Next-Generation Supercomputer to Be Scalar/Vector Multi-System, Developed by Hitachi, NEC and Fujitsu
The Working Group for the Assessment of the Next-Generation Supercomputer Framework Design under Japan's Ministry of Education, Culture, Sports, Science and Technology (MEXT) has summarized and disclosed an "assessment report" about the architecture of the next-generation supercomputer being developed toward the goal set in FY2011.
The report predicts that the next-generation supercomputer's architecture will be a multi-system combining an accelerator-embedded scalar computer and a vector computer. Leveraging the most advanced technologies of leading Japanese manufacturers, RIKEN, in collaboration with the three-firm alliance of Hitachi, NEC and Fujitsu, will address the development.
The next-generation supercomputer, previously called "general-purpose post-PFLOPS computer," is a computing system aimed at achieving a floating point calculation speed of over 10 PFLOPS.
As a specific goal for computing performance, the report cited "winning the top position in June 2011" in the "TOP500," a ranking website targeting supercomputers. The multi-system is already due to be established in Kobe.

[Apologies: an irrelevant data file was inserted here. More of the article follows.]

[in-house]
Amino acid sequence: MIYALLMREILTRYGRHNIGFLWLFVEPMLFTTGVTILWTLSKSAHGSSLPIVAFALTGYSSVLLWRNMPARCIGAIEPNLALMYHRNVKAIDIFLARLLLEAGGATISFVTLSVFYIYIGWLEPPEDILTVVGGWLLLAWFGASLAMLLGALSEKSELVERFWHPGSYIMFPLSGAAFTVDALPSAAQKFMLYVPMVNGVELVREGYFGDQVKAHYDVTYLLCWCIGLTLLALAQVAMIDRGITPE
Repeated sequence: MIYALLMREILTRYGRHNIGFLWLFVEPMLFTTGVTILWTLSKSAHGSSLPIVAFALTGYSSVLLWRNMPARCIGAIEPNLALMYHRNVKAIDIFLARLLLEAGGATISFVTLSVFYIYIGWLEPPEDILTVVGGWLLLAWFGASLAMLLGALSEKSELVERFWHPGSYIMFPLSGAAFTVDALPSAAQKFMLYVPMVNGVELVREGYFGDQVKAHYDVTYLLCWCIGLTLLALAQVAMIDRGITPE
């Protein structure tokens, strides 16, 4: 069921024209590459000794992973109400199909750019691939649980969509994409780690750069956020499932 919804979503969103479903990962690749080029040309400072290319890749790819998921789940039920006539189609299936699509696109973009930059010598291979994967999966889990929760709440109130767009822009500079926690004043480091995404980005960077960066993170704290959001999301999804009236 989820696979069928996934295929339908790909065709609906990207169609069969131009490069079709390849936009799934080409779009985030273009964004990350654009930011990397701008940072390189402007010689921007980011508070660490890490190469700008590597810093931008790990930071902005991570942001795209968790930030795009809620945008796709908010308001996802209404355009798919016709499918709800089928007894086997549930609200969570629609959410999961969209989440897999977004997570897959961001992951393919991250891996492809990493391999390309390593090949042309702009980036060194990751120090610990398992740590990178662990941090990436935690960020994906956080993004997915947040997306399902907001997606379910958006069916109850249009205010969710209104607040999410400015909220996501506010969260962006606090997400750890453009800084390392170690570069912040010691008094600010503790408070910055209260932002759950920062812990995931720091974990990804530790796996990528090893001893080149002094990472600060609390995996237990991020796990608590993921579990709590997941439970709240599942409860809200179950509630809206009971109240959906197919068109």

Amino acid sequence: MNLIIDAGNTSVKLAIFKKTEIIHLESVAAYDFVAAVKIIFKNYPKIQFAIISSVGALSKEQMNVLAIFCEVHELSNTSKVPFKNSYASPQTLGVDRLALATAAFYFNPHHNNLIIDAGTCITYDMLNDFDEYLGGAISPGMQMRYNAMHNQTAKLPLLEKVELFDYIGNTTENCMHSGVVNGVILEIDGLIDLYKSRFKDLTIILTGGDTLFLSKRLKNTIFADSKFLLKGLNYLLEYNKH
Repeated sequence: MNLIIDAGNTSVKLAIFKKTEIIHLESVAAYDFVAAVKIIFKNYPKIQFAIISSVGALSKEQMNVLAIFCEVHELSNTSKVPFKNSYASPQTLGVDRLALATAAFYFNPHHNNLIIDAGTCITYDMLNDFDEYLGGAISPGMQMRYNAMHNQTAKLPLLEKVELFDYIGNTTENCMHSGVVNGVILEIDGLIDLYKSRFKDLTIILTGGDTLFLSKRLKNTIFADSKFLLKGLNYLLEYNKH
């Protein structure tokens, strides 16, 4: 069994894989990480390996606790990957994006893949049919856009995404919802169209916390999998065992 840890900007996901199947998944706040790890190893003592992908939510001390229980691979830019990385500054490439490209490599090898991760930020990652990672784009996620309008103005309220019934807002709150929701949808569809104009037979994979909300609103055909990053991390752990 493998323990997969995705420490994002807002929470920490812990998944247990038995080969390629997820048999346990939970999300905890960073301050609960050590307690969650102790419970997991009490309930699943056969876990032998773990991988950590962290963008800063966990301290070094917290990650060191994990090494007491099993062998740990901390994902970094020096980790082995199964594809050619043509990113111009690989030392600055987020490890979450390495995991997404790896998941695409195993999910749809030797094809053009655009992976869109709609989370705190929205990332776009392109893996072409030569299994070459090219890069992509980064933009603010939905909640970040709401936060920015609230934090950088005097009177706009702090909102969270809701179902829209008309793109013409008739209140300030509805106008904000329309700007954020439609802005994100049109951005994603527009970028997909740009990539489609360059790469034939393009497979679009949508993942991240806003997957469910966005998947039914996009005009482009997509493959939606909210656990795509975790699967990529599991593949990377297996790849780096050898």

The ministry's working group issued this assessment report after testing the validity of the architecture proposed by RIKEN. The report was finally submitted after holding a total of eight meetings from March to June 2007.
The result of the assessment was basically "valid and appropriate," and therefore the next-generation supercomputer will be developed based on the abovementioned architecture.
To develop two kinds of processors
The outline of the architecture is that; a scalar processor-based computing system added with an accelerator is combined with a vector processor-based computing system.
The scalar and vector units exchange data through a common file system. This enables the supercomputer to choose computing environments suited for the type of calculation executed in diverse large-scale simulations.
The team will develop the two kinds of processors in parallel using 45-nm process technology.
The team will develop not only hardware but also software at the same time. Through job management by the "control frontend," users will be able to choose an optimum computing environment without even noticing the difference between these two systems, according to the report.
As of September 2006, RIKEN had announced that it would consider a plan from Fujitsu, as well as one jointly proposed by NEC and Hitachi. However, RIKEN decided to implement both systems, rather than choosing only one.
In light of their historical backgrounds of developments, it appears that the NEC/Hitachi group proposed a vector system, while Fujitsu proposed a scalar system.